In 2021, Johnson had 63 tackles (8.5 for loss), 6.5 sacks, and 4 forced fumbles. He also had 17 career special teams tackles. He is a try-hard player who will likely contribute immediately on special teams, and could even get an opportunity here and there as a situational pass rusher.

The player he reminds me of is Dennis Gardeck, a similarly undersized 6'0, 232-pound try-hard pass rusher / core special teamer with the Cardinals, who also plays the game with enthusiasm.

In four seasons in the NFL after going undrafted in 2018, Gardeck has 38 special teams tackles, according to the Cardinals' website. In 2020 he broke out with 7 sacks (which also happens to be his career sack total).

Johnson can be a similar type of high energy player for the Eagles.

TE Grant Calcaterra

Who did Calcaterra say he patterned his game after?

"As a kid I watched a lot of Zach Ertz, to be honest," Calcaterra said in May. "I feel like he and I have similar body types. Not huge guys, skilled in the passing game, skilled in the blocking game, a guy that I watched a lot growing up, so it’s ironic that I’m here now."

Calcalterra is indeed "not a huge guy" at 6'4, 241. He ran a 4.62 40 at the NFL Combine and has decent athleticism.

In 11 games in 2021, Calcaterra caught 38 passes for 465 yards and 4 TDs. For his college career, Calaterra had 79 catches for 1102 yards and 13 TDs. He has good hands and body control, and runs good routes. A quick highlight reel:

The player who Calcaterra reminds me of (in sort of a best-case scenario) is former Texans, Ravens, and Broncos TE Owen Daniels. Over his 10-year NFL career, Daniels was known more as a quality pass-catching tight end than a blocker. In fact, he was a wide receiver in college at Wisconsin who transitioned to tight end in the NFL. Daniels and Calcaterra have similar size and speed:

Measuarable Grant Calcaterra Owen Daniels
Height 6'3 7/8" 6'4 
Weight 241 253 
Arm length 33 1/4" 31 3/4" 
Hand size 10" 9 1/2" 
40 yard dash 4.62 4.65 
Bench press 20 reps 23 reps 

A Daniels highlight reel (I recommend muting this awful background noise): 

If Calcaterra can carve out a career anywhere remotely close to Daniels', I think the Eagles will be happy.

QB Carson Strong

And finally, just for fun, as a bonus, let's find a comp for undrafted free agent quarterback Carson Strong, since many thought of him as a Day 2 type of prospect.

In his three years as Nevada's starting quarterback, Strong posted the following numbers:

 Carson StrongComp-Att (Comp %) Yards (YPA) TD-INT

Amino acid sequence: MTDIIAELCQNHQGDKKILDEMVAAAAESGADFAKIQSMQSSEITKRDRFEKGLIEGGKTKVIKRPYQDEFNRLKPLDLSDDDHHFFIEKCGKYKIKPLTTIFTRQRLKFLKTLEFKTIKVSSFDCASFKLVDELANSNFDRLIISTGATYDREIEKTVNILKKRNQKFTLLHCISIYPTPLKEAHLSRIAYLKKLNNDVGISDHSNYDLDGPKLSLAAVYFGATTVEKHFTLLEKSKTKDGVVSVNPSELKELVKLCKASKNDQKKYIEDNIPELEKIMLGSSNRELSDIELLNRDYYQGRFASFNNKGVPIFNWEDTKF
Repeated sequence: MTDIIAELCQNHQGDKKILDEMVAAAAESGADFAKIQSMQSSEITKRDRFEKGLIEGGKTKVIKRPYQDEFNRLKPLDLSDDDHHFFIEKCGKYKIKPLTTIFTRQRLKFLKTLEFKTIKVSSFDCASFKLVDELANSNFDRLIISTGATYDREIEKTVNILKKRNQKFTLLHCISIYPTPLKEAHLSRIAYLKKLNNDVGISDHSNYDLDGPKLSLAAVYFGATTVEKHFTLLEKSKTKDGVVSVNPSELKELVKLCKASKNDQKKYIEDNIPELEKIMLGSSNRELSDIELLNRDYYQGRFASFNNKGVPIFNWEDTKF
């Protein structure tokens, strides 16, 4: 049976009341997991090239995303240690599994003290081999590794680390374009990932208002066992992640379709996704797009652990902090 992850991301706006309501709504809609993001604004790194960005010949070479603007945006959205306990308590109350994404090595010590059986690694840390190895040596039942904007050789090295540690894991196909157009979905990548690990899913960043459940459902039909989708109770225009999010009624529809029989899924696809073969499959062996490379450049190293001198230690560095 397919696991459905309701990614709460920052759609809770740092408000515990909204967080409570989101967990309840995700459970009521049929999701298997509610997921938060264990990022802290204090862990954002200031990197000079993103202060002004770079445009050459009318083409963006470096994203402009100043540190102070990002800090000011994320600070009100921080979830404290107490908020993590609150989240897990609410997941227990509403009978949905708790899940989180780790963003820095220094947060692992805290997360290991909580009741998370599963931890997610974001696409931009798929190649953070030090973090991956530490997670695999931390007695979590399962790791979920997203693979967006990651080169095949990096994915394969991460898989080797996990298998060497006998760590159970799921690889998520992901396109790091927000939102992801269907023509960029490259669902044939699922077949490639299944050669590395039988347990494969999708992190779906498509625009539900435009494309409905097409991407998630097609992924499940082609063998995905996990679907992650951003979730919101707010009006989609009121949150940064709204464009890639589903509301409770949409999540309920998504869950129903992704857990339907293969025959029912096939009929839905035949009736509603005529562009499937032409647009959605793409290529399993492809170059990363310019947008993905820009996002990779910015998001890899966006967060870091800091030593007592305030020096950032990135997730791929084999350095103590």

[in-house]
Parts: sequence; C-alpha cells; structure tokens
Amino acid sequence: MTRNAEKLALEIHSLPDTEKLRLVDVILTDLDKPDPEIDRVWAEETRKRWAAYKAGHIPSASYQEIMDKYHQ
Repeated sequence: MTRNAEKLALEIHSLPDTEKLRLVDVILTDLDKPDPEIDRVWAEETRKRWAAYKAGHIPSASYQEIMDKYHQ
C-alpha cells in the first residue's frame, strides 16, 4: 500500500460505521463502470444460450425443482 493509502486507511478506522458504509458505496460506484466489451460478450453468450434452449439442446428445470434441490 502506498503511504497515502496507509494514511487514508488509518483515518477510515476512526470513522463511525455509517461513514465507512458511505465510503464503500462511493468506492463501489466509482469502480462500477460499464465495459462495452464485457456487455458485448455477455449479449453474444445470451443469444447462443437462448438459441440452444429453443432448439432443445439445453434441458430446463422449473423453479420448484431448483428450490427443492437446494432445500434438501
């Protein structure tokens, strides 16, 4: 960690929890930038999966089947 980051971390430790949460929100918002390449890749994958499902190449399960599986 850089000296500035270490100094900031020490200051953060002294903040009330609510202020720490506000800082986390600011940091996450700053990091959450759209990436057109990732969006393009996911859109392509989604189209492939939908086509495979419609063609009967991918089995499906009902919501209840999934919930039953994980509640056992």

2019 237-374 (63.4%) 2335 (6.2) 11-7 
2020 249-355 (70.1%) 2858 (8.1) 27-4 
2021 367-524 (70.0%) 4186 (8.0) 36-8 

As you can see, he completed over 70 percent of his passes both in 2020 and 2021.

Strong has good height, a compact delivery, decent arm strength, good accuracy in the short-to-intermediate areas of the field, and he can decisively get the ball out quickly. A highlight reel:

On the downside, he's not a factor as a runner, and he has potential long-term knee issues, as described by

Carson Strong missed his senior season of high school in 2017 after knee surgery when an MRI revealed an osteochondritis dissecans lesion and resulted in eight biodegradable nails being inserted to mend a crack in his lateral femoral condyle bone.

I understood a few of those words. More recently, there was concern over whether Strong would be ready for the start of the 2021 season:

In January, Strong had surgery on the same knee to clean up cartilage after he felt some uneasiness in the knee during his breakout 2020 season. Prior to the start of fall camp this month, Strong has an arthroscopy to clear out scar tissue in the knee. Strong was a full participant in Nevada's first fall camp practice Aug. 6, although his knee was bleeding heavily after the session. Strong has since had to have the knee drained a couple of times and has been limited to watching practice from a golf cart in recent sessions.


Strong's injury history is no doubt the reason he did not get drafted.

So who does he remind me of? 


That's right! Sam Bradford, AKA Sammy Sleeves, AKA Sleevie Wonder. Why?

  1. They're both very accurate passers with plenty of arm strength to make all the throws.
  2. Modest yards per pass attempt, relative to a 70+ percent completion percentage. 
  3. They have roughly the same build (Strong is a half inch shorter and 2 pounds heavier).
  4. They both have knees made of pudding and papier-mâché, which sapped their ability to make plays with their feet and made them major injury risks.

To be clear, we're not referring to the Sammy Sleeves that went No. 1 overall to the Rams in the 2010 NFL Draft. We're more referring to the mid-to-late-career Sleeves who could still throw, but was essentially a statue in the pocket and you held your breath every time he got hit.